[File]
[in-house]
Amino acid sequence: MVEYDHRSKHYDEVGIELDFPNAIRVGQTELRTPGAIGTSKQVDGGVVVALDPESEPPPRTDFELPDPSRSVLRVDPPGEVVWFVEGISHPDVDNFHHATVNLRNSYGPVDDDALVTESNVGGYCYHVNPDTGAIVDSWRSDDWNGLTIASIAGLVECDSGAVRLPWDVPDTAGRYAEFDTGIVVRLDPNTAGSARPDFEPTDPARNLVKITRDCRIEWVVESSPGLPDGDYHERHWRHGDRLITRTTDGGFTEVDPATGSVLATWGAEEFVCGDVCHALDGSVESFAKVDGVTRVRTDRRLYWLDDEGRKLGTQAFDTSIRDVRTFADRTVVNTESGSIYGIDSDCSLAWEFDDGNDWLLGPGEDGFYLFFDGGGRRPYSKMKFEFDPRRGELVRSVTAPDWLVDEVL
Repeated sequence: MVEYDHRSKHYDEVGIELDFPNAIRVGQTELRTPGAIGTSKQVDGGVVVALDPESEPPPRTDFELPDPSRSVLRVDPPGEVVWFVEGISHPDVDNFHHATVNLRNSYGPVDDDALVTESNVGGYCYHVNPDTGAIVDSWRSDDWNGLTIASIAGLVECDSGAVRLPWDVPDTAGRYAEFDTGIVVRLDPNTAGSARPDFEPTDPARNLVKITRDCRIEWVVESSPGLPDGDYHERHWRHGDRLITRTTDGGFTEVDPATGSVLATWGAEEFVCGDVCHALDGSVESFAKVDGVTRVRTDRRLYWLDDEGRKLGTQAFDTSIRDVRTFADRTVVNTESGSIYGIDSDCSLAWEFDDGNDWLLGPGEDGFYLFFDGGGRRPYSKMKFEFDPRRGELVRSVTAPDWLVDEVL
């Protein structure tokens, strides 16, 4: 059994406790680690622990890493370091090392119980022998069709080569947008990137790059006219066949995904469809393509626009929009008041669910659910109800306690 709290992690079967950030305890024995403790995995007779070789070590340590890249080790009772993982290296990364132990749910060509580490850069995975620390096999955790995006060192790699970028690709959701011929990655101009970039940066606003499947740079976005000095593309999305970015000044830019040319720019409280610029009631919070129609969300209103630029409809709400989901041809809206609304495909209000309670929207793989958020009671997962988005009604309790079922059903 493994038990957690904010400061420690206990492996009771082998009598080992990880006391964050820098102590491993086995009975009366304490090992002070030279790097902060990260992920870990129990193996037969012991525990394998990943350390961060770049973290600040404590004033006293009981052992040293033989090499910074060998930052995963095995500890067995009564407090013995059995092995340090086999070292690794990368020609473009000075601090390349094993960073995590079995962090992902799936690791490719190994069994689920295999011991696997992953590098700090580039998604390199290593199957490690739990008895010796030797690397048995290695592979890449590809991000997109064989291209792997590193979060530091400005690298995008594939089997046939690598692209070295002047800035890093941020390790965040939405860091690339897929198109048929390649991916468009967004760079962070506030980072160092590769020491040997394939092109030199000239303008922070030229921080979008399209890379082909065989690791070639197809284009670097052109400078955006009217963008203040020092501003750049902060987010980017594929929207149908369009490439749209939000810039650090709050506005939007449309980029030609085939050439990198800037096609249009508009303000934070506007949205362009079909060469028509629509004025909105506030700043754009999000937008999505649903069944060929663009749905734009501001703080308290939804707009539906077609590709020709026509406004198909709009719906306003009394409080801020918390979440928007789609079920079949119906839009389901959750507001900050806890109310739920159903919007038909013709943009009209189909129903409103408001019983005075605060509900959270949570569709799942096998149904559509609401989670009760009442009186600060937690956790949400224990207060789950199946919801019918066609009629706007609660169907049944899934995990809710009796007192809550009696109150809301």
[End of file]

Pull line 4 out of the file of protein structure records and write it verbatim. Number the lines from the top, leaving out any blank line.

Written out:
């Protein structure tokens, strides 16, 4: 059994406790680690622990890493370091090392119980022998069709080569947008990137790059006219066949995904469809393509626009929009008041669910659910109800306690 709290992690079967950030305890024995403790995995007779070789070590340590890249080790009772993982290296990364132990749910060509580490850069995975620390096999955790995006060192790699970028690709959701011929990655101009970039940066606003499947740079976005000095593309999305970015000044830019040319720019409280610029009631919070129609969300209103630029409809709400989901041809809206609304495909209000309670929207793989958020009671997962988005009604309790079922059903 493994038990957690904010400061420690206990492996009771082998009598080992990880006391964050820098102590491993086995009975009366304490090992002070030279790097902060990260992920870990129990193996037969012991525990394998990943350390961060770049973290600040404590004033006293009981052992040293033989090499910074060998930052995963095995500890067995009564407090013995059995092995340090086999070292690794990368020609473009000075601090390349094993960073995590079995962090992902799936690791490719190994069994689920295999011991696997992953590098700090580039998604390199290593199957490690739990008895010796030797690397048995290695592979890449590809991000997109064989291209792997590193979060530091400005690298995008594939089997046939690598692209070295002047800035890093941020390790965040939405860091690339897929198109048929390649991916468009967004760079962070506030980072160092590769020491040997394939092109030199000239303008922070030229921080979008399209890379082909065989690791070639197809284009670097052109400078955006009217963008203040020092501003750049902060987010980017594929929207149908369009490439749209939000810039650090709050506005939007449309980029030609085939050439990198800037096609249009508009303000934070506007949205362009079909060469028509629509004025909105506030700043754009999000937008999505649903069944060929663009749905734009501001703080308290939804707009539906077609590709020709026509406004198909709009719906306003009394409080801020918390979440928007789609079920079949119906839009389901959750507001900050806890109310739920159903919007038909013709943009009209189909129903409103408001019983005075605060509900959270949570569709799942096998149904559509609401989670009760009442009186600060937690956790949400224990207060789950199946919801019918066609009629706007609660169907049944899934995990809710009796007192809550009696109150809301």